The rising prices of raw materials such as iron ore and scrap metal has caused international steel firms to buy new manufacturing firms and rush toward business deals, mainly among emerging markets, in order to resist the booming manufacturing costs.

Representatives of the world’s steel and iron giants met at the first Regional Mining, Metals and Minerals Summit held in Istanbul on Wednesday and Thursday, and agreed on a great number of deals, a source told the Hürriyet Daily News & Economic Review on the condition of anonymity.

Iranian state officials are seeking opportunities in Turkey, the source said, claiming that state officials attending a meeting with a member of the Iranian Industrialist and Businessmen’s Association signed a deal to purchase 170,000 tons of rail from Turkish group Kardemir A.Ş.

According to the source, Egyptian state officials also placed an order with Kardemir to produce 100,000 tons of rail after July.

The source told the Daily News that Asia’s first integrated steel manufacturer, Tata Steel, is preparing to sell iron ore to Turkey worth nearly $150 million and purchase high-quality sheet metal at around the same price to use in the automotive industry. “There seems to be a kind of long-lasting trade cooperation in steel between Turkey and India,” the source said.

Siemens Vai Metal Technologies, headquartered in Linz, Austria, is aiming to buy iron and steel manufacturing firms in İzmir, İskenderun and Karabük, which are among the main iron and steel manufacturing Turkish cities, the source said, adding that the firm is continuing the negations.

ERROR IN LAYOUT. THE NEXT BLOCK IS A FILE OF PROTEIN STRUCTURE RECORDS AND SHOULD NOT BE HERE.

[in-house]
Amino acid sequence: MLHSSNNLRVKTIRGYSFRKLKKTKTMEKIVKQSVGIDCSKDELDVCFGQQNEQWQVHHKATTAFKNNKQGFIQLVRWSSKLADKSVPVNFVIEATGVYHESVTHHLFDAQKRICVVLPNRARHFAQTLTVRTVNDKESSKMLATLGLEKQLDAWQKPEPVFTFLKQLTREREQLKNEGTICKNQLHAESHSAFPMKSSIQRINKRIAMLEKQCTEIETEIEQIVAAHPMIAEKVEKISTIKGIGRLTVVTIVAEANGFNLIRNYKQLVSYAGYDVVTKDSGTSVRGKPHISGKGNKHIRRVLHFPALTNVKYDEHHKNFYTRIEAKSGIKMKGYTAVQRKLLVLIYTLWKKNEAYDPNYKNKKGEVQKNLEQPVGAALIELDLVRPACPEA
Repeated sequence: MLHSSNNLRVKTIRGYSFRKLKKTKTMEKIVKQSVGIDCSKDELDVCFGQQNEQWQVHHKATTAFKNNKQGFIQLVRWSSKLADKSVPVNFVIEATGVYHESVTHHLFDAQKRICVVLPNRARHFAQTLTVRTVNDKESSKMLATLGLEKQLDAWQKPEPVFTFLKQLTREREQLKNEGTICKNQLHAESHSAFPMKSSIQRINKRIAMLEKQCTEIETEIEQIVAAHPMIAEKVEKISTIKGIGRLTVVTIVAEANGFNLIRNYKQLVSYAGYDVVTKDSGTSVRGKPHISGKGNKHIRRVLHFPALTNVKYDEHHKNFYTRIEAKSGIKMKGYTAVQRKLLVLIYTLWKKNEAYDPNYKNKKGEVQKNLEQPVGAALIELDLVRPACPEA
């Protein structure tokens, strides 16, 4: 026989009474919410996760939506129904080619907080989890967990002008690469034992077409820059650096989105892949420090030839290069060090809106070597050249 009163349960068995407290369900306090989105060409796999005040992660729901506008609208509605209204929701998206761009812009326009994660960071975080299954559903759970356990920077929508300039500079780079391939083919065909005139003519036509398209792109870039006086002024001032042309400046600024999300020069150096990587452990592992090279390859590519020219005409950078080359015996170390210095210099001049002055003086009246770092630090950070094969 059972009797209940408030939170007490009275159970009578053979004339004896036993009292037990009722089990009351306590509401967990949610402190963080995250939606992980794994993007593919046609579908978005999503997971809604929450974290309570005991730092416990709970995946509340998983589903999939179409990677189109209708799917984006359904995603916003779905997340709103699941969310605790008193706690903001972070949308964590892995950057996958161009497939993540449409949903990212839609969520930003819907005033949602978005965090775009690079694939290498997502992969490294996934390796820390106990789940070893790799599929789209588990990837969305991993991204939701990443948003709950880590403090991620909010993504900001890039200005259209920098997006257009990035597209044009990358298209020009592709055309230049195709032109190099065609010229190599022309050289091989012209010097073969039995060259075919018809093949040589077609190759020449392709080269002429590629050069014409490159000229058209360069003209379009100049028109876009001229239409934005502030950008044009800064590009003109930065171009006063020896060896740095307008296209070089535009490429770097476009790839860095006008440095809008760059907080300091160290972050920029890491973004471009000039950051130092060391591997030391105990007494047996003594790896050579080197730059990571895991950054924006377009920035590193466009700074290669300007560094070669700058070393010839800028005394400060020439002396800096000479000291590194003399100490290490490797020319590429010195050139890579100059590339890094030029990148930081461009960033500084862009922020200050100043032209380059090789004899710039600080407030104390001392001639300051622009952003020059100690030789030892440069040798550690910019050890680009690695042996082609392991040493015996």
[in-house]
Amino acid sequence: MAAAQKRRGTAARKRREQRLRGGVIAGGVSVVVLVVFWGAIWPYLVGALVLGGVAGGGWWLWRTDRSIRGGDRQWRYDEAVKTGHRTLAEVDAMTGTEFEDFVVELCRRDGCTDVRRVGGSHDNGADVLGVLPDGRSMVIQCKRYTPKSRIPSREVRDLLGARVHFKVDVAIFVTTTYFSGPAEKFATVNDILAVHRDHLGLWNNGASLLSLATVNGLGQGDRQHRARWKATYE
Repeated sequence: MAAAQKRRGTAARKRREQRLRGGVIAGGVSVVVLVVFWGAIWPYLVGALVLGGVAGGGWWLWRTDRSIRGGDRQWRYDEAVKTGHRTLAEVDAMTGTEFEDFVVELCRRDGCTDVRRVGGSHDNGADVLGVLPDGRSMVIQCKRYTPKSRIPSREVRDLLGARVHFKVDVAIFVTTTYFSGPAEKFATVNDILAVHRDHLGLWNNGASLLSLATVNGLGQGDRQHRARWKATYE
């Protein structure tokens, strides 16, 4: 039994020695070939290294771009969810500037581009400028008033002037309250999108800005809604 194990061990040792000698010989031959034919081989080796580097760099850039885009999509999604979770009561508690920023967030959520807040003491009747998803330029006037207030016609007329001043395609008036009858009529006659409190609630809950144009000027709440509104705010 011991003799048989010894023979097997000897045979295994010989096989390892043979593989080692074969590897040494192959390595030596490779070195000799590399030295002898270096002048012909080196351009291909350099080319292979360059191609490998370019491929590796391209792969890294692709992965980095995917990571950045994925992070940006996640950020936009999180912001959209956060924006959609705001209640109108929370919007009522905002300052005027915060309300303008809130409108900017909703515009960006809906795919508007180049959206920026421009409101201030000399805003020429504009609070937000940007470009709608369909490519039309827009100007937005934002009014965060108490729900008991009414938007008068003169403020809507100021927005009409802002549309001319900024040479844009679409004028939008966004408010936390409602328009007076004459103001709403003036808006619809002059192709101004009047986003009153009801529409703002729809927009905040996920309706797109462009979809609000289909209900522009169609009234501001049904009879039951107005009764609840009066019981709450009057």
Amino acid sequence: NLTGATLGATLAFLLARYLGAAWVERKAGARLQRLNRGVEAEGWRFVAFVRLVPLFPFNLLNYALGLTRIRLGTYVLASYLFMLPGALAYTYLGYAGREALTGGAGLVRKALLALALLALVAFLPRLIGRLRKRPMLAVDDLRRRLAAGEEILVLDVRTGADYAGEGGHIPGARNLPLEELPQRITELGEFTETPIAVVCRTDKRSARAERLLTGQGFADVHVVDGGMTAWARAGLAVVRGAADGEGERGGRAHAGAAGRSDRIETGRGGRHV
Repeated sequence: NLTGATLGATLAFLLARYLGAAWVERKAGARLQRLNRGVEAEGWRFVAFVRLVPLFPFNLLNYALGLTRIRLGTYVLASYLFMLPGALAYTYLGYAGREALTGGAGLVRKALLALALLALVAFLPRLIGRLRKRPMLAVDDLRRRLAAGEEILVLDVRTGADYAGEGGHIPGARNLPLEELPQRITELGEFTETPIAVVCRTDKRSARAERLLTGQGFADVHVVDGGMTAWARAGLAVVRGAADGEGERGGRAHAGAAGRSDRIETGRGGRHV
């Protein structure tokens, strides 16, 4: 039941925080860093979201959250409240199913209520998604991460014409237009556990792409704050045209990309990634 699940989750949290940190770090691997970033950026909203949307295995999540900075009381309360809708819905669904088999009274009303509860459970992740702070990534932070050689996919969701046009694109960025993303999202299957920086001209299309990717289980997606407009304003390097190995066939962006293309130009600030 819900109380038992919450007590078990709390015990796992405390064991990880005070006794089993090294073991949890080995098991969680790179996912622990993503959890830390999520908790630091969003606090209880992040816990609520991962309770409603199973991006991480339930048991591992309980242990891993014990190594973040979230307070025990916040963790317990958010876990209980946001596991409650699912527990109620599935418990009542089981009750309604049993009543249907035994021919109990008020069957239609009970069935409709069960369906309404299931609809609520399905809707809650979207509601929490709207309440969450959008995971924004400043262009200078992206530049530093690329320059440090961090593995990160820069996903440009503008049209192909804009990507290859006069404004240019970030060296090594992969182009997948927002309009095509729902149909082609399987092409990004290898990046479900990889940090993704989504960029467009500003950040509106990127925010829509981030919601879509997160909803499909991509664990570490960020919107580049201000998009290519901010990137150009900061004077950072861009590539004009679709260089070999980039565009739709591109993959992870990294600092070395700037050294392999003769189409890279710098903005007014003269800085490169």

Some businessmen from the Italian Stainless Steel Development Association had agreed to purchase stainless steel worth nearly $150 million, the source told the Daily News.

Kardemir increases production capacity

Kardemir A.Ş., Turkey’s first integrated iron and steel manufacturer, is preparing to increase its production capacity with an investment worth 22 million euros, Anatolia news agency reported the general manager of Kardemir as saying Thursday.

Fadıl Demirel told the Anatolia news agency the firms fourth blast furnace would start operating within the next 20 days and that the firms total production capacity would increase to 1.8 million tons, up from the current 1.3 million ton capacity.

Demirel recently said at a meeting in Karabük, one of Turkey’s main iron and steel manufacturing provinces, that the firm’s total capacity was around 500,000 tons in 1995 when Kardemir was privatized. “The fourth blast furnace will produce nearly 500,000 tons by itself, bringing the total amount of iron and steel production to 1.8 million tons,” Anatolia reported Demirel as saying.